FIGlet reads causes it to	produce	a line break.

       -E     -D switches to the German	(ISO  646-DE)  character  set.	 Turns
	      `[',  `\'	 and `]' into umlauted A, O and	U, respectively.  `{',
	      `|' and `}' turn into the	 respective  lower  case  versions  of
	      these.   `~' turns into s-z.  -E turns off -D processing.	 These
	      options are deprecated, which means they probably	will  not  ap-
	      pear in the next version of FIGlet.

       -C controlfile
       -N     These options deal with FIGlet controlfiles.  A controlfile is a
	      file containing a	list of	commands  that	FIGlet	executes  each
	      time it reads a character.  These	commands can map certain input
	      characters to other characters, similar to the Unix  tr  command
	      or  the  FIGlet  -D  option.   FIGlet  maintains	a list of con-
	      trolfiles, which is empty	when FIGlet starts up.	 -C  adds  the
	      given  controlfile to the	list.  -N clears the controlfile list,
	      cancelling the effect of any previous -C.	 FIGlet	 executes  the
	      commands	in  all	 controlfiles  in the list.  See the file fig-
	      font.txt,	provided with FIGlet, for details on how  to  write  a


       -o     These  options  control how FIGlet spaces	the FIGcharacters that
	      it outputs.   -s	(default)  and	-S  cause  ``smushing''.   The
	      FIGcharacters  are  displayed as close together as possible, and
	      overlapping sub-characters are removed.  Exactly which sub-char-
	      acters  count  as	 ``overlapping'' depends on the	font's layout-
	      mode, which is defined by	the font's author.  -k causes  ``kern-
	      ing''.   As many blanks as possible are removed between FIGchar-
	      acters, so that  they  touch,  but  the  FIGcharacters  are  not
	      smushed.	 -W  makes  FIGlet  display all	FIGcharacters at their
	      full width, which	may be fixed or	 variable,  depending  on  the

	      The  difference  between	-s  and	-S is that -s will not smush a
	      font whose author	specified kerning or full width	as the default
	      layoutmode, whereas -S will attempt to do	so.

	      If there is no information in the	font about how to smush, or if
	      the -o option is specified, then the FIGcharacters  are  ``over-
	      lapped''.	 This means that after kerning,	the first subcharacter
	      of each FIGcharacter  is	removed.   (This  is  not  done	 if  a
	      FIGcharacter contains only one subcharacter.)

       -m layoutmode
	      Specifies	 an  explicit layoutmode between 1 and 63.  Smushmodes
	      are explained in figfont.txt, which also provides	 complete  in-
	      formation	on the format of a FIGlet font.	 For the sake of back-
	      ward compatibility with versions of FIGlet before	 2.2,  -m0  is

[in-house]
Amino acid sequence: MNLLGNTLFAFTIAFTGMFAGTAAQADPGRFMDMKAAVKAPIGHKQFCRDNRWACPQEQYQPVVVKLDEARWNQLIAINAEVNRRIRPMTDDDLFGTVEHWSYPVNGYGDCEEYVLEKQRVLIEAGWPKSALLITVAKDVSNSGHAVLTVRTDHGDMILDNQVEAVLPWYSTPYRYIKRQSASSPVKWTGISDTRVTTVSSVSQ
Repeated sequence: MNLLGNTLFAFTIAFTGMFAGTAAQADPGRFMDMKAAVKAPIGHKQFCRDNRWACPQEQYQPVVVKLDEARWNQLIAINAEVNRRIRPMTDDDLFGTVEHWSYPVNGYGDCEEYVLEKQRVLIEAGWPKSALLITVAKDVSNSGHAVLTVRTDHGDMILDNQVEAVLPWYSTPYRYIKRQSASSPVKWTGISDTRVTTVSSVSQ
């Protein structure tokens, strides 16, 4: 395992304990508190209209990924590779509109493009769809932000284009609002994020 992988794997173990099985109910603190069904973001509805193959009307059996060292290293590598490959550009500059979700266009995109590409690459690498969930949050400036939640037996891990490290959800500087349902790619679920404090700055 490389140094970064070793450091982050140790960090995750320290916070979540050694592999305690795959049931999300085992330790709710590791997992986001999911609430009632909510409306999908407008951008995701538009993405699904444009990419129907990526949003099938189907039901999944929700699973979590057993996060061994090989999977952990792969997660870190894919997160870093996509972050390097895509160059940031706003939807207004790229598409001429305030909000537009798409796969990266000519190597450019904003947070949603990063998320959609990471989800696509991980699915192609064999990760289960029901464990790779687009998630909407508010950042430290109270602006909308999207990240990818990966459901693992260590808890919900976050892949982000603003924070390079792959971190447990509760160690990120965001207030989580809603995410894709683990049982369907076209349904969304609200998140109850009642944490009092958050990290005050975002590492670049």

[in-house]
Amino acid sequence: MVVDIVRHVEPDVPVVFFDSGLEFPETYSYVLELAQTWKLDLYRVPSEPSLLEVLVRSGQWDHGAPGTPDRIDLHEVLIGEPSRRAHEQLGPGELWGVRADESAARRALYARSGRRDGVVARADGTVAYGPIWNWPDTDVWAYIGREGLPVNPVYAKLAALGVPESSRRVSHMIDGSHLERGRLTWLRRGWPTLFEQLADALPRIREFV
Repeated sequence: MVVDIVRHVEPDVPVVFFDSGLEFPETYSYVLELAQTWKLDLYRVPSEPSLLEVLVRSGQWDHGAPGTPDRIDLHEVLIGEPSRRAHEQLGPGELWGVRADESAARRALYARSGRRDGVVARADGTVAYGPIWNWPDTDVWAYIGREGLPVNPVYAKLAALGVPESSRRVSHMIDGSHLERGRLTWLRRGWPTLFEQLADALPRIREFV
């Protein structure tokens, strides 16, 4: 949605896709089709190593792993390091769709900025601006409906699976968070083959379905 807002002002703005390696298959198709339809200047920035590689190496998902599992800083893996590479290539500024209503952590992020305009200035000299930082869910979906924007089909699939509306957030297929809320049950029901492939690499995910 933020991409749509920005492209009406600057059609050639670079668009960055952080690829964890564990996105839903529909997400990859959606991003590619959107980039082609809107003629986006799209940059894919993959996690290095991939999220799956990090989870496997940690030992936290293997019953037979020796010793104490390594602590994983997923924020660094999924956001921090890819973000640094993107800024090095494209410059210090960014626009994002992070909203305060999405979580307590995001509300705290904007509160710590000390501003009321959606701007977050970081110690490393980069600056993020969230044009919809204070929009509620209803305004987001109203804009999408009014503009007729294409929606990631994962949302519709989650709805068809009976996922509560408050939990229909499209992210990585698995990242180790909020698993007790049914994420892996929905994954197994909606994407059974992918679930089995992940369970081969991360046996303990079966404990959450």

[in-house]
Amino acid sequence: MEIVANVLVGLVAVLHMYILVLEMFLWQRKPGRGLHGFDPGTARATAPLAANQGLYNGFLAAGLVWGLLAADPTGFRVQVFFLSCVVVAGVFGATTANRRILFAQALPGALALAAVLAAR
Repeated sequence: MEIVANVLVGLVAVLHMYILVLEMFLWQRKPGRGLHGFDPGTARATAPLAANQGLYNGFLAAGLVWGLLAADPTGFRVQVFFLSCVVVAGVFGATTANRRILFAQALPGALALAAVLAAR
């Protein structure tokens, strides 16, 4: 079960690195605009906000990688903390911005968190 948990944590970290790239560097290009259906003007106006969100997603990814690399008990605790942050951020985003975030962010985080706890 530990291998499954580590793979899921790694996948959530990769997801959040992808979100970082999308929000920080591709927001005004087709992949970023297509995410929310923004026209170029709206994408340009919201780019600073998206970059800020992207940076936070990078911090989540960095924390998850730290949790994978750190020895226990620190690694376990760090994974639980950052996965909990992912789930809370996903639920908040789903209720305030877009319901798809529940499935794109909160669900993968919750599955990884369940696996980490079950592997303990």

equivalent  to -k, -m-1 is equivalent to -W, and -m-2 is equiva-
	      lent to -s.  The -m switch is normally used only by font design-
	      ers testing the various layoutmodes with a new font.

       -I infocode
	      These options print various information about FIGlet, then exit.
	      If several of these options are given on the command line,  only
	      the  last	is executed, and only after all	other command-line op-
	      tions have been dealt with.

	      -v prints	version	and copyright information, as well as a	 ``Us-
	      age:  ...''   line.   -I prints the information corresponding to
	      the given	infocode in a consistent, reliable  (i.e.,  guaranteed
	      to  be the same in future	releases) format.  -I is primarily in-
	      tended to	be used	by programs that use FIGlet.  infocode can  be
	      any of the following.

	      -1 Normal	operation (default).
		     This  infocode  indicates that FIGlet should operate nor-
		     mally, not	giving any  informational  printout,  printing
		     its input in the selected font.

	      0	Version	and copyright.
		     This is identical to -v.

	      1	Version	(integer).
		     This  will	 print the version of your copy	of FIGlet as a
		     decimal integer.  The main	version	number	is  multiplied
		     by	 10000,	 the  sub-version number is multiplied by 100,
		     and the sub-sub-version number is multiplied by 1.	 These
		     are  added	 together, and the result is printed out.  For
		     example, FIGlet 2.2 will print ``20200'' ,	version	 2.2.1
		     will  print  ``20201''.   Similarly,  version 3.7.2 would
		     print ``30702''.  These numbers are guaranteed to be  as-
		     cending, with later versions having higher	numbers.  Note
		     that the first major release of FIGlet, version 2.0,  did
		     not have the -I option.

	      2	Default	font directory.
		     This  will	 print	the default font directory.  It	is af-
		     fected by the -d option.

	      3	Font.
		     This will print the name of the font  FIGlet  would  use.
		     It	is affected by the -f option.  This is not a filename;
		     the ``.flf'' suffix is not	printed.

	      4	Output width.
		     This will print the  value	 FIGlet	 would	use  for  out-
		     putwidth,	the  number of columns wide FIGlet assumes the
		     screen is.	 It is affected	by the -w and -t options.

	      5	Supported font formats.
		     This will list font formats supported by FIGlet .	Possi-
		     ble formats are ``flf2'' for FIGfont Version 2 .flf files
		     and ``tlf2'' for TOIlet .tlf files.

	      If infocode is any other positive	value, FIGlet will simply exit
	      without printing anything.

       -X     These  options  control  whether	FIGlet prints left-to-right or